Distrust Festers Between US Muslims, Intel Agencies

An institutional climate of "Islamophobia" and wariness among many U.S. Arabs and Muslims of the federal government are proving to be substantial barriers to recruiting Arabic speakers into the United States’ counterterrorism agencies, observers say. Applications are being received in record numbers, but submissions from those who might be choice picks in the fight against … Continue reading “Distrust Festers Between US Muslims, Intel Agencies”

Bail Denied in ‘Rendition’ Terror Case

Ahmed Omar Abu Ali, a U.S. citizen accused of plotting with al-Qaeda to assassinate President George W. Bush, will remain in jail pending trial. That was the ruling yesterday by a federal magistrate in Alexandria, Virginia. And part of his reasoning may be found in a most unlikely place: a provision in the intelligence reform … Continue reading “Bail Denied in ‘Rendition’ Terror Case”

Exposing Corruption Doesn’t Pay, Gov’t Watchdog Warns

Amid charges that hundreds of whistleblower cases may have been arbitrarily dismissed, the U.S. Justice Department has admitted that it retroactively classified information that posed no threat to national security. According to the American Civil Liberties Union (ACLU), the admission could help former Federal Bureau of Investigation (FBI) translator Sibel Edmonds, who has filed a … Continue reading “Exposing Corruption Doesn’t Pay, Gov’t Watchdog Warns”

Senator Seeks to Curb Controversial PATRIOT Act

Senator Russ Feingold, a Wisconsin Democrat, is on a collision course with President George W. Bush over how much leeway should be given to intelligence agencies and law enforcement to wage their "war on terror." Feingold has introduced three bills to limit provisions of the USA PATRIOT Act, legislation passed shortly after the Sep. 11, … Continue reading “Senator Seeks to Curb Controversial PATRIOT Act”

Student in ‘Rendition’ Case Returns to US for Trial

Even as defense attorneys were filing court papers charging that the U.S. government was hiding behind secret evidence, and demanding their client’s release from a Saudi Arabian prison, Ahmed Abu Ali was being whisked back to the United States and charged with conspiring to kill President George W. Bush. The 23-year-old U.S. citizen, who had … Continue reading “Student in ‘Rendition’ Case Returns to US for Trial”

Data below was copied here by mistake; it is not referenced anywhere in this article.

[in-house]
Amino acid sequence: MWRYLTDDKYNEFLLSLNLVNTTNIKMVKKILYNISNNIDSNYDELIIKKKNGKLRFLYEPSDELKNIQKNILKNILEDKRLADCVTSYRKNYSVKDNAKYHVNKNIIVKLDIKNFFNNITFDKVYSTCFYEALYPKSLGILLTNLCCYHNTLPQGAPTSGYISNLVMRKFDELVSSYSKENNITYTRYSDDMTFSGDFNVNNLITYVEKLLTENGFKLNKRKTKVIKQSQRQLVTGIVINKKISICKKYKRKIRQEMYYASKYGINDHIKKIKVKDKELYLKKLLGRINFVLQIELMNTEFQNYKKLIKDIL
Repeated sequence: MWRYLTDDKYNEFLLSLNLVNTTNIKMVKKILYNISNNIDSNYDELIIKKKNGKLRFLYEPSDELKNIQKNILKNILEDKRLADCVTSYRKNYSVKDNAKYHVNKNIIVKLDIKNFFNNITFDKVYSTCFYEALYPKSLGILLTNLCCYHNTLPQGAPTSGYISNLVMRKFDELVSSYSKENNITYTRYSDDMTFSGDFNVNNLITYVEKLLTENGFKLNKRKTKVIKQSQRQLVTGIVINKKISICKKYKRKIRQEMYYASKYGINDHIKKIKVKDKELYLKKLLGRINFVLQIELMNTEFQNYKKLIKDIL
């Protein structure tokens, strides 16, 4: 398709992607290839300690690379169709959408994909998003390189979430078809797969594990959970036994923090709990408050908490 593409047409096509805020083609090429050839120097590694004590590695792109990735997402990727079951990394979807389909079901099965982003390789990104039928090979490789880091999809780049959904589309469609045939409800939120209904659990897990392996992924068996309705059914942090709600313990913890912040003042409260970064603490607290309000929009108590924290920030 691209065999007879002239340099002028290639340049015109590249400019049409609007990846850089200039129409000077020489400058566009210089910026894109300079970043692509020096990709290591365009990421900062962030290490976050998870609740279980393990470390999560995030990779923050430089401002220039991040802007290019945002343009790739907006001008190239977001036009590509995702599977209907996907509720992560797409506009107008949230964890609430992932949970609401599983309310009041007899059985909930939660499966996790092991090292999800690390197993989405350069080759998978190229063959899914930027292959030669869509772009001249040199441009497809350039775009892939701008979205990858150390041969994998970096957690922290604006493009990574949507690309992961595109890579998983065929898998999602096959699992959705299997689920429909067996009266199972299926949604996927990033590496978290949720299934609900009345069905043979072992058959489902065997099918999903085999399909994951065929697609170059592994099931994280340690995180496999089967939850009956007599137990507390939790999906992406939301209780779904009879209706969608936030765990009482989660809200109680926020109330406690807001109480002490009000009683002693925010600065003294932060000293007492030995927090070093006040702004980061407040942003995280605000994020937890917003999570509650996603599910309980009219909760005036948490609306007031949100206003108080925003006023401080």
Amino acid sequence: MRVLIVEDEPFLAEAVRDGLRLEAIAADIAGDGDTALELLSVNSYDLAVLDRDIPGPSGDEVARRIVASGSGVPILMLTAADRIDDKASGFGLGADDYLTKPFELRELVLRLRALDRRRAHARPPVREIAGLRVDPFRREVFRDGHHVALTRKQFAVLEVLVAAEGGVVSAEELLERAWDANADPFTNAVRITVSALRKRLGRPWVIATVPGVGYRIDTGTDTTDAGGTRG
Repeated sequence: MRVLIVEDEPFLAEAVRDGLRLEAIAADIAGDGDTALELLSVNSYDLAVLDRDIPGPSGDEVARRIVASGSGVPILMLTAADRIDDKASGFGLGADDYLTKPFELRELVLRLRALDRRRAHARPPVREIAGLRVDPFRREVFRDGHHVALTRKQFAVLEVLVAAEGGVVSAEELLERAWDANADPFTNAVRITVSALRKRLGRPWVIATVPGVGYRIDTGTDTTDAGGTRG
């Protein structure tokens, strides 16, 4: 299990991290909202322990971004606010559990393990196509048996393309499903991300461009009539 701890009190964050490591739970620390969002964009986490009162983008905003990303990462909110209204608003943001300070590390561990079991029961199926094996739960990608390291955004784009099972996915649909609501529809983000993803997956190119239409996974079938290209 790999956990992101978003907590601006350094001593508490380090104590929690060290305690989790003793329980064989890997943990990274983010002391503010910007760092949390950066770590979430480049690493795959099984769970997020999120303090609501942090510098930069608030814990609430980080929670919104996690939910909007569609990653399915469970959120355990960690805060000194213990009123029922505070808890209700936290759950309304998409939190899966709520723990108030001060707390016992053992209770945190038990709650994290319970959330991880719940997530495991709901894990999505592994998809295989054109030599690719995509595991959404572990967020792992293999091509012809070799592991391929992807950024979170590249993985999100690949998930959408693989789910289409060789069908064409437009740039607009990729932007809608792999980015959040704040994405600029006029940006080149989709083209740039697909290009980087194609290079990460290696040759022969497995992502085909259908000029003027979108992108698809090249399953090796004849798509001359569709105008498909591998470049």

Sentence First, Verdict Afterwards?

NEW YORK – Civil libertarians are wondering if the new U.S. attorney general, Alberto Gonzales, will continue one of the trademarks of his predecessor, John Ashcroft: razzle-dazzle news conferences announcing the arrests of terrorists, followed by trials in which no one is charged or tried for any terror-related offenses. They point to the recent case … Continue reading “Sentence First, Verdict Afterwards?”

Jordanian-American’s ‘Rendition’ Case Takes a New Twist

The U.S. Department of Justice may make legal history in seeking to dismiss a lawsuit on behalf of a U.S. citizen being held in Saudi Arabia without publicly disclosing its reasons, citing an "extraordinarily high" government interest in protecting national security issues in the case. Other instances in which courts based their decisions on "secret … Continue reading “Jordanian-American’s ‘Rendition’ Case Takes a New Twist”

Anti-Terror Bill Targets Asylum Seekers

Controversial anti-immigration provisions that were stripped from an intelligence bill last year have resurfaced as the "Real ID Act," setting the stage for a partisan fight in Congress that could affect the cases of thousands of asylum-seekers. Authored by the powerful chairman of the House Judiciary Committee, Rep. James Sensenbrenner, a conservative republican from Wisconsin, … Continue reading “Anti-Terror Bill Targets Asylum Seekers”

US Invokes Secrets Privilege in Torture Lawsuit

NEW YORK – The Justice Department has again asserted "state-secrets privilege" in seeking to dismiss a lawsuit by Maher Arar, a Syrian-born Canadian citizen who was detained in the United States in 2002 and sent against his will to Syria, where he says he was tortured until his release a year later. The privilege was … Continue reading “US Invokes Secrets Privilege in Torture Lawsuit”

Surfing the Web With Big Brother

NEW YORK – Is the U.S. government spying on its citizens’ e-mail and Web surfing habits? The Electronic Frontier Foundation (EFF), a group that defends civil liberties on the Internet, believes the answer is probably "yes." Earlier this month, the San Francisco-based watchdog filed a Freedom of Information Act request with the Federal Bureau of … Continue reading “Surfing the Web With Big Brother”